Tuesday, June 21st, 2016

Some published medical reports give incomplete information, inducing frustration in intellectually curious readers. This newly published study exemplifies the problem:

Total Phallic Reconstruction Using the Radial Artery Based Forearm Free Flap After Traumatic Penile Amputation,” Marco Falcone, MD, Giulio Garaffa, MD, PhD, FRCS(Eng), Amr Raheem, MD, Nim A. Christopher, MPhil, FRCS(Urol), and David J. Ralph, FRCS(Urol), Journal of Sexual Medicine, vol. 13,  2016, pp. 1119-1124. The authors, at University College London Hospitals, UK, the University of Turin, Italy, and the University of Cairo, Egypt, report:

“The causes of penile loss were self-amputation owing to an acute schizophrenic episode (n = 2), road traffic accident (n = 3), blast injury (n = 3), donkey bite (n = 1), and Fournier gangrene (n = 1).”

Here is further detail from the study:

donkey table

The study includes no further information about the donkey.

Overturned rhinoceros beetles – how do they get back on their feet? (study)

Monday, June 20th, 2016

No matter how careful a beetle might be, there’s a fair chance that, sooner or later, it’ll find itself on its back. Raising the question, how does it right itself, i.e. get onto its feet again?

For current beetle-righting research turn to volume 28, Issue 2, 2016, of the journal Ecological Psychology where researchers professor Masato Sasaki and professor Tetsushi Nonaka [respectively of the Graduate School of Education, University of Tokyo and the Graduate School of Human Development and Environment, Kobe University, Japan] describe a set of experiments designed to provide some answers.

Beetles (more specifically Japanese rhinoceros beetles, Allomyrina dichotomus) were upturned on a variety of surfaces :
1. A trench in the floor,
2. A towel,
3. A fan,
4. A pan mat,
5. A sheet of newspaper,
6. A wooden toothpick,
7. A narrow ribbon,
8. A wide ribbon,
9. A plastic string,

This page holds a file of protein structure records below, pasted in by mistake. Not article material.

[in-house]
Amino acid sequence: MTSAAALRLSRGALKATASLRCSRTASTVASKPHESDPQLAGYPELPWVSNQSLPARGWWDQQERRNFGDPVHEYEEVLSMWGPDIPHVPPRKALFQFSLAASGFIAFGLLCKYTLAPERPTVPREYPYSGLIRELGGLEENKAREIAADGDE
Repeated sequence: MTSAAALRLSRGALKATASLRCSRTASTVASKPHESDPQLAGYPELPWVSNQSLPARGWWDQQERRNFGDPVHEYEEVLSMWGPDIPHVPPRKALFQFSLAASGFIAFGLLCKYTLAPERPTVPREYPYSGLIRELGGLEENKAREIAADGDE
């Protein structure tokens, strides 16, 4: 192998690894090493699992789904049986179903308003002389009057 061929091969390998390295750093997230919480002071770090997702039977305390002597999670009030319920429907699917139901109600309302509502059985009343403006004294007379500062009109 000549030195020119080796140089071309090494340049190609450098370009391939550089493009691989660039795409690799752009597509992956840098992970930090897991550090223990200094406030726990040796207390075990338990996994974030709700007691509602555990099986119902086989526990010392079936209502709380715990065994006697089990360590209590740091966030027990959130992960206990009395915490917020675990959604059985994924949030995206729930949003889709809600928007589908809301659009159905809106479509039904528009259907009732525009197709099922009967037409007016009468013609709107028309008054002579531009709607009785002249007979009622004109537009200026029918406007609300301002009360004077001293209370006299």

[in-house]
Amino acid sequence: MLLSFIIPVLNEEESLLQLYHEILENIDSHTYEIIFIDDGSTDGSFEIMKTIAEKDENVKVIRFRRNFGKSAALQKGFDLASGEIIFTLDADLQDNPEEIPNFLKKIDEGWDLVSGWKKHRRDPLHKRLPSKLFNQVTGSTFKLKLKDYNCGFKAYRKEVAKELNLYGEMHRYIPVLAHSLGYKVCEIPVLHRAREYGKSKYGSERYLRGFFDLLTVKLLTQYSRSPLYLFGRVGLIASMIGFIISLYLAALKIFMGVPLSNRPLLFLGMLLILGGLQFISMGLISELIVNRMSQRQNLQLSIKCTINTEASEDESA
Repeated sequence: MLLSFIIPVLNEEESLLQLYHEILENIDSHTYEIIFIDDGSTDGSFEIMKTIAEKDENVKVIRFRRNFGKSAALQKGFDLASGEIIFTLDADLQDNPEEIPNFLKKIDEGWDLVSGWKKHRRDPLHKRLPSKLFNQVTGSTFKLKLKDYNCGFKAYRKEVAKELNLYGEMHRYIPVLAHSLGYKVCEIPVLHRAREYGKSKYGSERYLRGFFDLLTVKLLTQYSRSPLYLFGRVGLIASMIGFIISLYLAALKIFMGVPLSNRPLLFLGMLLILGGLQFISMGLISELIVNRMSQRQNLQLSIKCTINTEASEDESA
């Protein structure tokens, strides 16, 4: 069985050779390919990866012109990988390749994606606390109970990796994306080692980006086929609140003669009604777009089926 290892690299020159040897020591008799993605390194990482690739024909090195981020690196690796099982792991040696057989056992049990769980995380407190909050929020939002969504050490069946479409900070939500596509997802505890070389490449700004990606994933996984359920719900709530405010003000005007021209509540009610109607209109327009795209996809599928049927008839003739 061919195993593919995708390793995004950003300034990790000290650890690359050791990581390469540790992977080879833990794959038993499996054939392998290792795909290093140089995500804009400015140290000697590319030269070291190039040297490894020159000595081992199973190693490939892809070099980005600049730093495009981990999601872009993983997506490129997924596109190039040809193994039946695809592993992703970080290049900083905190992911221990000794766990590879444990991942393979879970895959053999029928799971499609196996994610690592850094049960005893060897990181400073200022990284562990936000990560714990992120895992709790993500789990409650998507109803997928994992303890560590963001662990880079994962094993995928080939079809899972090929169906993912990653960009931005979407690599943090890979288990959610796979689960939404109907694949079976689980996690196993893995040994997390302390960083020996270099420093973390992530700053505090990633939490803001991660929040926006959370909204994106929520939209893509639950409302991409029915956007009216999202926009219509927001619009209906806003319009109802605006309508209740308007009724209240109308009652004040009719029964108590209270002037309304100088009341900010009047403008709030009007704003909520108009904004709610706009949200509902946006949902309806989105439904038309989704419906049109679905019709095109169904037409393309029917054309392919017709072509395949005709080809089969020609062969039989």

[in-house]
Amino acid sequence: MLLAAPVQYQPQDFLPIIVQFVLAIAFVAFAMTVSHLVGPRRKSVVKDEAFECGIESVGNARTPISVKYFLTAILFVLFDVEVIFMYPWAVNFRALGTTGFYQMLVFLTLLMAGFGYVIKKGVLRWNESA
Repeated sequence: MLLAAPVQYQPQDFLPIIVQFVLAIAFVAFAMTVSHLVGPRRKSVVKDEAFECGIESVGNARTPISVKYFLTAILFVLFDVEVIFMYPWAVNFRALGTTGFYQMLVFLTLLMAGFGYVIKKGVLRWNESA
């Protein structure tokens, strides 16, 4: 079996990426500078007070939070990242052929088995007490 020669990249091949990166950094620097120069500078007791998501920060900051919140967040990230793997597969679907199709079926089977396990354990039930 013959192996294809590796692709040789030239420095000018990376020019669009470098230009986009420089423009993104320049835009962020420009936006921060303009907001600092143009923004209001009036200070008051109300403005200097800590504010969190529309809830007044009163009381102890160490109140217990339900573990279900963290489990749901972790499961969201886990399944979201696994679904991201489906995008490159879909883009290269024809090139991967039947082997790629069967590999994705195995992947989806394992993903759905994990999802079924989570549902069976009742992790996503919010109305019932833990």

10. A sheet of tissue paper,
11. A T-shirt,
12. A perilla leaf,
13. A sheet of scratch paper,
14. A disposable chopstick, and
15. The lid of a film case.

– to try and determine how they’d get the right way up again. Depending on the surface, the team noted various strategies and degrees of success (or otherwise). Here is the description for the Towel trial #2 (one of the more successful trials, as shown above).

“When the insect was turned upside down, a towel was slid on the floor to the left side of the beetle’s head. As the towel approached, the beetle oriented its head to it immediately and the two hind legs started to move in-phase, which resulted in the locomotion by pushing with the hind legs. The approach of a towel slipping over the wooden substrate surface may have shaded the part of optic array surrounding the beetle, or changed the air flow that could be sensed by its antennae, which seems to have induced the prospective extension of the leg on that side. Shortly after, the left foreleg came close to the towel and briefly touched it, and the left foreleg got entangled with the towel. Using this leg as a pivot point, the beetle pulled the whole body in such a way to roll. Subsequently, the tips of the right middle and hind legs also grasped the towel and the insect succeeded in righting itself. The leg of the insect was observed to release the cloth, which had been tangled tightly. However, how this was made possible is unclear. Duration: 3 s.”

See: The Reciprocity of Environment and Action in Self-Righting Beetles: The Textures of the Ground and an Object, and the Claws

The team came to various conclusions [for details see the full paper,  linked above] not least that :

“It is not improbable that various meanings of the habitat of an animal are embodied and embedded in the tips of the body-like claws.”

Note: After the experiments, the beetles were released back into the wild, where several promptly fell over again – but managed to quickly right themselves.

“This observation suggested that, in their natural habitat, it is not so difficult for beetles to right themselves after having been turned upside down.”

Also see: Geometry and self-righting of turtles and A Review of Self-Righting Techniques for Terrestrial Animals